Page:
In a letter to the poet W. H. Auden, J. R. R., Tolkien describes the events that took place on a quiet summer’s day in 1930 as he was working at home in his study on a quiet, tree-lined street in residential Oxford: “All I remember about the start of The Hobbit is sitting correcting School Certificate papers in the everlasting weariness of that annual task forced on impecunious academics with children.
Had Professor Tolkien not needed the money which grading secondary school exams provided, had there not been so many of them, had there not been a blank page left in one exam booklet, there might never have been the beloved story we know today.
The Hobbit was published 75 years ago on September 21, 1937. Without its publication, there certainly would never have been the public demand for a sequel which resulted in The Lord of the Rings sixteen years later in 1953. Even with the now-famous opening line written, the whole thing might have ended there, except for the author’s extraordinary interest in names and word origins. “Names always generate a story in my mind,” Tolkien later explained. “Eventually I thought I'd better find out what hobbits were like.”
Eleven days after The Hobbit came out, on October 2, 1937, readers opened The Times Literary Supplement to find a review of this remarkable new book.
The reviewer was C. S. Lewis.
The Hobbit or There and Back Again tells the tale of Mr. Bilbo Baggins’s unlikely meeting with thirteen dwarves and of the even more unlikely adventure that follows as, under the occasional guidance of Gandalf the wizard, the company sets out on a perilous journey to reclaim the dwarves’ treasure from a dragon named Smaug. From the subtitle, readers know in advance that Bilbo will eventually make it back home. What they do not know is that the treasure Mr. Baggins will return with will be quite different from the one he initially sets out to obtain.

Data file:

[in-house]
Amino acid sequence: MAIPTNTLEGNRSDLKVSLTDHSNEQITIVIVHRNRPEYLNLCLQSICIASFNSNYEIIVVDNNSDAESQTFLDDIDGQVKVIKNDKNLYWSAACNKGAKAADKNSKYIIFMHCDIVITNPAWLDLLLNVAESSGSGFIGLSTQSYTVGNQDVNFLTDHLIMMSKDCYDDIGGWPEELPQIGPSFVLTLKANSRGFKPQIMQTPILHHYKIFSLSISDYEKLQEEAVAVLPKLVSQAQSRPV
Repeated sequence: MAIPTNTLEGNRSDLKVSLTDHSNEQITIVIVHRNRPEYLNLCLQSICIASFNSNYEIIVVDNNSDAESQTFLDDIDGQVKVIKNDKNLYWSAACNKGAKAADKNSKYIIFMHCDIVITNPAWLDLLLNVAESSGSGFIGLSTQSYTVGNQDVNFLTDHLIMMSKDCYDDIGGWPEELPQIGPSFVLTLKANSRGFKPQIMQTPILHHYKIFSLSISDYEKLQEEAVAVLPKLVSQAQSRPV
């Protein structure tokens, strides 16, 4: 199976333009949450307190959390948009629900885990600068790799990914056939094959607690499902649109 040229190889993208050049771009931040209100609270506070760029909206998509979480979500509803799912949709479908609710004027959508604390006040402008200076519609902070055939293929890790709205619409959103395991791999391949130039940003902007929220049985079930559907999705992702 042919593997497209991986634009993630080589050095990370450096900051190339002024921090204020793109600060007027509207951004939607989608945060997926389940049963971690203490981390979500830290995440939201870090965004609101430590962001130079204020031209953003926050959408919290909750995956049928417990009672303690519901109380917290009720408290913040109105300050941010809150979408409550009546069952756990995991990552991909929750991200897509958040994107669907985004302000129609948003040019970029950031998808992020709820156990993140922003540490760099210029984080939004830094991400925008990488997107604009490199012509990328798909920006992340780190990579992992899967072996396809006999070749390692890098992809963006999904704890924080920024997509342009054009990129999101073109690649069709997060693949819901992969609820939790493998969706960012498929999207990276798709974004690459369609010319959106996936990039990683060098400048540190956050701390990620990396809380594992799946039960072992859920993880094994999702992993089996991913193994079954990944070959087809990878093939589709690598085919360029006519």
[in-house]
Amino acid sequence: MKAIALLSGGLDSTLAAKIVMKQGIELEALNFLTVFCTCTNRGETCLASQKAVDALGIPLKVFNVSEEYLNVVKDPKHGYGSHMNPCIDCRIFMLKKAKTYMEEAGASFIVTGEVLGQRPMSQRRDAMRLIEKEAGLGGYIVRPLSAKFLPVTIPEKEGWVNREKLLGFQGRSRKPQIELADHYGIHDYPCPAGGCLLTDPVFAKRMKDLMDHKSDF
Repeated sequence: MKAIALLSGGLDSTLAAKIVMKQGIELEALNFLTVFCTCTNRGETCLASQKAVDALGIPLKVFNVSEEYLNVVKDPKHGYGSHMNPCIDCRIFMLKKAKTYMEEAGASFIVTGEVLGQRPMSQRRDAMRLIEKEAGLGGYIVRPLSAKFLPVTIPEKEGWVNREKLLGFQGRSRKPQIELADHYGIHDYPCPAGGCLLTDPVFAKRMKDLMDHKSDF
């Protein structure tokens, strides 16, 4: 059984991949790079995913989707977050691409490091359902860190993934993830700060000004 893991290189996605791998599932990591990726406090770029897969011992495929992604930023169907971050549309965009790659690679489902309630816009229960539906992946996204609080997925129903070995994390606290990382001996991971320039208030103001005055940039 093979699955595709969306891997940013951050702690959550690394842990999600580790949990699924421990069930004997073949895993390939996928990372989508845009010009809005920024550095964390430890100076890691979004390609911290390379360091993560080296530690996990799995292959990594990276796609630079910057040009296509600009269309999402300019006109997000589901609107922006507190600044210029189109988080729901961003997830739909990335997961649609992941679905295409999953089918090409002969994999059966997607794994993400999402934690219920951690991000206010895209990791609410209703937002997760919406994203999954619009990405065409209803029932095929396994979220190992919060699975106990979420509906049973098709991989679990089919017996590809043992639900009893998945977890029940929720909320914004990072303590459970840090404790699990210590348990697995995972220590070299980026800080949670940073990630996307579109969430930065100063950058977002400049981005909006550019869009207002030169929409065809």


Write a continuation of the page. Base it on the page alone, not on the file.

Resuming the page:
In this brief description, The Hobbit does not sound like a very religious book. But in fact, Tolkien’s Christian beliefs are a fundamental part of the story from start to finish and are certainly, in part, what was behind C. S. Lewis’s observation that the story is “so true.”
|First edition of The Hobbit|
We could say that Tolkien’s fiction is permeated with his beliefs, that the Christian element has been infused into the story.
In a letter written in 1965, two years after C. S. Lewis’s death, Tolkien would describe the “unpayable debt” he owed him, explaining: “He was for long my only audience. Only from him did I ever get the idea that my ‘stuff’ could be more than a private hobby. But for his interest and unceasing eagerness for more I should never have brought The Lord of the Rings to a conclusion.”
Of all the things Lewis said in his review, his closing statement—one that may have seemed quite bold back in 1937—proved to be the most accurate of all. “Prediction is dangerous,” Lewis concluded, “but The Hobbit may well prove to be a classic.”
Lewis’s prediction was an understatement as The Hobbit—and its sequel, The Lord of the Rings—went on to win the hearts of readers everywhere. In a time when books often seem dated after a decade and have sales cycles of one year for the hardcover and a second for the paperback, for The Hobbit to still remain hearty, relevant, and beloved by readers after three-quarters of a century—and to have millions of people all over the world looked forward eagerly to its upcoming film adaptation—is truly an amazing accomplishment.
Please feel free to share your own comments, thoughts, feelings, and experiences as we join together in celebrating the birth of the little book that started it all.
Devin Brown is a Professor of English at Asbury University and the author of The Christian World of The Hobbit published by Abingdon Press.